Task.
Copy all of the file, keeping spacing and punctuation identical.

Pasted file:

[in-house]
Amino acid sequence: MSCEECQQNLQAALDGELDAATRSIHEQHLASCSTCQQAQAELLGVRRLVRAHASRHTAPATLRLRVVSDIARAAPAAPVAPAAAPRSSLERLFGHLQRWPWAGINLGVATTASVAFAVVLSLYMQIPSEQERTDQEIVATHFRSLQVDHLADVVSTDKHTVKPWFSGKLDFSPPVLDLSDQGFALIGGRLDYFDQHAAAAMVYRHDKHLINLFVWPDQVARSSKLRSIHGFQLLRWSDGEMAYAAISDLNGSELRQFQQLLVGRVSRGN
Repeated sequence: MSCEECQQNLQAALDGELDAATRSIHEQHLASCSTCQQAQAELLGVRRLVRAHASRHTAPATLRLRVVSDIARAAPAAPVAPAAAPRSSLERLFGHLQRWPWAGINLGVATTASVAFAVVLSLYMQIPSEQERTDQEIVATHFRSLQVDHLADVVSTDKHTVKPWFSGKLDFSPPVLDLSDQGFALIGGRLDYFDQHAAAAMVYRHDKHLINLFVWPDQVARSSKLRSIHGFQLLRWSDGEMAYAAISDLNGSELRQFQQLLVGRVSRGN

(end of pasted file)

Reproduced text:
[in-house]
Amino acid sequence: MSCEECQQNLQAALDGELDAATRSIHEQHLASCSTCQQAQAELLGVRRLVRAHASRHTAPATLRLRVVSDIARAAPAAPVAPAAAPRSSLERLFGHLQRWPWAGINLGVATTASVAFAVVLSLYMQIPSEQERTDQEIVATHFRSLQVDHLADVVSTDKHTVKPWFSGKLDFSPPVLDLSDQGFALIGGRLDYFDQHAAAAMVYRHDKHLINLFVWPDQVARSSKLRSIHGFQLLRWSDGEMAYAAISDLNGSELRQFQQLLVGRVSRGN
Repeated sequence: MSCEECQQNLQAALDGELDAATRSIHEQHLASCSTCQQAQAELLGVRRLVRAHASRHTAPATLRLRVVSDIARAAPAAPVAPAAAPRSSLERLFGHLQRWPWAGINLGVATTASVAFAVVLSLYMQIPSEQERTDQEIVATHFRSLQVDHLADVVSTDKHTVKPWFSGKLDFSPPVLDLSDQGFALIGGRLDYFDQHAAAAMVYRHDKHLINLFVWPDQVARSSKLRSIHGFQLLRWSDGEMAYAAISDLNGSELRQFQQLLVGRVSRGN